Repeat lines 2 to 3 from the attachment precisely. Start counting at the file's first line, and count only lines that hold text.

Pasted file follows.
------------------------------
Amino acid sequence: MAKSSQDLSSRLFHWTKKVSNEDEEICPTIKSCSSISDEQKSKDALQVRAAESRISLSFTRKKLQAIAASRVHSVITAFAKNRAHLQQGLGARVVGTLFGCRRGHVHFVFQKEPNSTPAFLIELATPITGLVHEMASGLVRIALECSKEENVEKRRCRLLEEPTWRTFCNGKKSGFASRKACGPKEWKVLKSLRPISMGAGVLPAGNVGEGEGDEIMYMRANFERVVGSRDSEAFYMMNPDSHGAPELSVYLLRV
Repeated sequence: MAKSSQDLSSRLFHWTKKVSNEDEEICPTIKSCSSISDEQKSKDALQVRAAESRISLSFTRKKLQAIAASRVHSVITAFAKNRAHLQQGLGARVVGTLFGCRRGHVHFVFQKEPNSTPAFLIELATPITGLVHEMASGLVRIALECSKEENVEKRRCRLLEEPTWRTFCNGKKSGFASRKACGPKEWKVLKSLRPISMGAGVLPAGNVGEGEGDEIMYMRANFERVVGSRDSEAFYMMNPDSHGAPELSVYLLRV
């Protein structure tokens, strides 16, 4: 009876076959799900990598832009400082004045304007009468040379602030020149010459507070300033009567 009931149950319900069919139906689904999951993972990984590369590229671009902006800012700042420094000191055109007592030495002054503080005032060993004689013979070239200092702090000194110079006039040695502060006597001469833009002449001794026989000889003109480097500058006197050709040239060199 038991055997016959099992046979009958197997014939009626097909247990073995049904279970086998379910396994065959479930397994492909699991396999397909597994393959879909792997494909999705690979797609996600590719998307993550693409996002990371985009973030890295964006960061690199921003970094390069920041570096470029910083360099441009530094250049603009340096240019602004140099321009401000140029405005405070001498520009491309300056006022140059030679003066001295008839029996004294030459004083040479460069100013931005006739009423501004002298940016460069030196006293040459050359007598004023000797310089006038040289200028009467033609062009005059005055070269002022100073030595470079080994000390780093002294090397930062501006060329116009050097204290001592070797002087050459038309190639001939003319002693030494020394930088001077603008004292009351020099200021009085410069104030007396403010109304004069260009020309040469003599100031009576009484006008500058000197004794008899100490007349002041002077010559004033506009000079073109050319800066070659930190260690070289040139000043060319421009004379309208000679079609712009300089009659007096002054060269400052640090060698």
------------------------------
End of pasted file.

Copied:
Repeated sequence: MAKSSQDLSSRLFHWTKKVSNEDEEICPTIKSCSSISDEQKSKDALQVRAAESRISLSFTRKKLQAIAASRVHSVITAFAKNRAHLQQGLGARVVGTLFGCRRGHVHFVFQKEPNSTPAFLIELATPITGLVHEMASGLVRIALECSKEENVEKRRCRLLEEPTWRTFCNGKKSGFASRKACGPKEWKVLKSLRPISMGAGVLPAGNVGEGEGDEIMYMRANFERVVGSRDSEAFYMMNPDSHGAPELSVYLLRV
């Protein structure tokens, strides 16, 4: 009876076959799900990598832009400082004045304007009468040379602030020149010459507070300033009567 009931149950319900069919139906689904999951993972990984590369590229671009902006800012700042420094000191055109007592030495002054503080005032060993004689013979070239200092702090000194110079006039040695502060006597001469833009002449001794026989000889003109480097500058006197050709040239060199 038991055997016959099992046979009958197997014939009626097909247990073995049904279970086998379910396994065959479930397994492909699991396999397909597994393959879909792997494909999705690979797609996600590719998307993550693409996002990371985009973030890295964006960061690199921003970094390069920041570096470029910083360099441009530094250049603009340096240019602004140099321009401000140029405005405070001498520009491309300056006022140059030679003066001295008839029996004294030459004083040479460069100013931005006739009423501004002298940016460069030196006293040459050359007598004023000797310089006038040289200028009467033609062009005059005055070269002022100073030595470079080994000390780093002294090397930062501006060329116009050097204290001592070797002087050459038309190639001939003319002693030494020394930088001077603008004292009351020099200021009085410069104030007396403010109304004069260009020309040469003599100031009576009484006008500058000197004794008899100490007349002041002077010559004033506009000079073109050319800066070659930190260690070289040139000043060319421009004379309208000679079609712009300089009659007096002054060269400052640090060698």